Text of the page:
The current economic climate has highlighted the need for small business owners to get a grip on their finances. But many companies still rely on out-of-date information.

I recently had a meeting with a business that had been doing very well but which had seen a 40% decline in turnover. When I asked about costs the owner produced accounts from 2007-08. She was working to the same costs as two years ago, even though they had fallen because she was selling less.

Understanding your breakeven point, average deal and monthly targets can allow you to work out what you need to be doing on a daily basis. That gives you flexibility to do deals that you wouldn't do before and stop ones that shouldn't be done.

When I work out my breakeven point I include all costs, including my own dividend, VAT, corporation tax and national insurance. One company I work with say they hate the fact that I make them save for VAT and corporation tax because it reduces cashflow. It may reduce cashflow but it doesn't set a false economy. These are the basics you should know before you set up a business.

The best way to extract financial data is to use bank statements. I do a spreadsheet on everything that went out over the last three months and then an average because that's when you start to see patterns. I always aim to have no more than 12 direct debits going out and if I don't know what something is, I cancel it.

Understanding the financials also puts you in a far better position when negotiating with customers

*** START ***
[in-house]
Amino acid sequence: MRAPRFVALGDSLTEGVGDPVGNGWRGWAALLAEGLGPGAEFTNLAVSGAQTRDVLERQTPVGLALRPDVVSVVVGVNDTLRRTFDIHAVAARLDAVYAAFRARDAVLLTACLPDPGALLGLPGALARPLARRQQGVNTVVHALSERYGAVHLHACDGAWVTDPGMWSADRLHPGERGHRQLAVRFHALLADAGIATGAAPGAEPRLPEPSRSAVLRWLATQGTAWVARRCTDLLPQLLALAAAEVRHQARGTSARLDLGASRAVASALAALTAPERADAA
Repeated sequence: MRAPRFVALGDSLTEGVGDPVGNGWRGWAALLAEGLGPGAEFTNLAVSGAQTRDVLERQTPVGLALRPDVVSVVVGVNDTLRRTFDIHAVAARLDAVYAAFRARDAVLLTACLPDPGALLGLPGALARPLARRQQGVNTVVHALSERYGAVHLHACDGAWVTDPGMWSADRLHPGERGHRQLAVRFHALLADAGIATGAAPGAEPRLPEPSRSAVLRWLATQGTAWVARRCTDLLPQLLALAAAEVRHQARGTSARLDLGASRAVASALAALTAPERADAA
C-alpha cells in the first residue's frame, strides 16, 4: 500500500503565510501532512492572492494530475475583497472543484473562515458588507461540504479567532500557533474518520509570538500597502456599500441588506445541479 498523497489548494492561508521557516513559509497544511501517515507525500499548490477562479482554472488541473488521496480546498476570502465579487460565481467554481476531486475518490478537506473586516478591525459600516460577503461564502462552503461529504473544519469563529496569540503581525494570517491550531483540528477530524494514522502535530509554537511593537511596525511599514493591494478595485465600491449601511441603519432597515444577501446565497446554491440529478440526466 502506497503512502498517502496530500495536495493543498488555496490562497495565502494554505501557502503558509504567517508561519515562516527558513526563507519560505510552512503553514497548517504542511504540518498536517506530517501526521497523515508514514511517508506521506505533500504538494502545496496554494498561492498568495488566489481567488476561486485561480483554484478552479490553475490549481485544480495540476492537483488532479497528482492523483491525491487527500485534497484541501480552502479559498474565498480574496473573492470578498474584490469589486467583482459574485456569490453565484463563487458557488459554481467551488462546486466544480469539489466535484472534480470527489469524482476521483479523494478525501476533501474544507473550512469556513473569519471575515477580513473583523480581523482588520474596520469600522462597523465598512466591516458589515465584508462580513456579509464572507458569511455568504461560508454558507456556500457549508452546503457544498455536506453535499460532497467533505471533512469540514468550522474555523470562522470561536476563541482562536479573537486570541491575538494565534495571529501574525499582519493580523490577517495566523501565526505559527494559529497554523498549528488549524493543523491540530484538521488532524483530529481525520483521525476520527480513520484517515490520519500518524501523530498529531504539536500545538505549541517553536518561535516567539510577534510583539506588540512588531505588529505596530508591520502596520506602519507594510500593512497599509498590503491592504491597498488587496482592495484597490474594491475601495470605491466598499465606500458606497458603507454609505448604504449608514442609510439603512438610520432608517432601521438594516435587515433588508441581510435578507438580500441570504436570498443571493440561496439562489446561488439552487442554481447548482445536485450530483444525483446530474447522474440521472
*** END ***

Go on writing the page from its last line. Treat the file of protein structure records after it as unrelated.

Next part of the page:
Understanding the financials also puts you in a far better position when negotiating with customers. I'm working with a distribution business that has been affected by the 2p increase in fuel that came into force in April. They had customers trying to drive down prices but were able to say that by keeping them as they were they were effectively already giving a discount. Without knowing that, they would have given a discount without realising the effect it would have on the bottom line.

Not knowing your breakeven point risks you being a busy fool. If the price is too low, I'll say that I just can't do it. Some of the best deals I've done have been the ones I've never done at all.

There are other ways to reduce costs too. I have put a complete stop on any spending in one of my businesses without either my or the financial director's approval. I've also had every single premise I have re-evaluated for business rates. One property in a city centre was last assessed six years ago and the rates have changed so I got that down.

Speak to every supplier to see if you have the best commercial deal. If you're not calling them you can guarantee your competitor is. You should negotiate every single deal once a quarter, even if you only signed a contract a few months ago.

But some companies are cutting back on the wrong things. One in 20 small businesses is cancelling insurance policies but they're absolutely essential. I've seen businesses go into administration because they haven't got adequate insurance and someone's made a claim.

Recessions can be good for businesses because it makes them take stock of what's going on. You can forgive someone taking their eye off the ball if they're busy with sales coming in through the door. But in the current climate there's no excuse for not knowing every last financial detail.